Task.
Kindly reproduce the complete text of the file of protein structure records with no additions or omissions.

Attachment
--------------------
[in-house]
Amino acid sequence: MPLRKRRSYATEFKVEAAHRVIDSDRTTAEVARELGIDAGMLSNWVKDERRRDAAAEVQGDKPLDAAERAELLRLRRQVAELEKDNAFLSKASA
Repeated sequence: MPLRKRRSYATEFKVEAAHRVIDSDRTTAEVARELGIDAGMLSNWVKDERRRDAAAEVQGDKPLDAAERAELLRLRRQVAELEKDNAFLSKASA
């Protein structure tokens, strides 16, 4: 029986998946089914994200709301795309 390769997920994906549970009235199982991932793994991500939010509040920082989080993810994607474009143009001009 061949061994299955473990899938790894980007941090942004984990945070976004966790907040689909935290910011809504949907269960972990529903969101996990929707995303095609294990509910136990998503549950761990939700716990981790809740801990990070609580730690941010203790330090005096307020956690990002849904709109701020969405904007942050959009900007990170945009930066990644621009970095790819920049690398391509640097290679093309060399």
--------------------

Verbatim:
[in-house]
Amino acid sequence: MPLRKRRSYATEFKVEAAHRVIDSDRTTAEVARELGIDAGMLSNWVKDERRRDAAAEVQGDKPLDAAERAELLRLRRQVAELEKDNAFLSKASA
Repeated sequence: MPLRKRRSYATEFKVEAAHRVIDSDRTTAEVARELGIDAGMLSNWVKDERRRDAAAEVQGDKPLDAAERAELLRLRRQVAELEKDNAFLSKASA
């Protein structure tokens, strides 16, 4: 029986998946089914994200709301795309 390769997920994906549970009235199982991932793994991500939010509040920082989080993810994607474009143009001009 061949061994299955473990899938790894980007941090942004984990945070976004966790907040689909935290910011809504949907269960972990529903969101996990929707995303095609294990509910136990998503549950761990939700716990981790809740801990990070609580730690941010203790330090005096307020956690990002849904709109701020969405904007942050959009900007990170945009930066990644621009970095790819920049690398391509640097290679093309060399």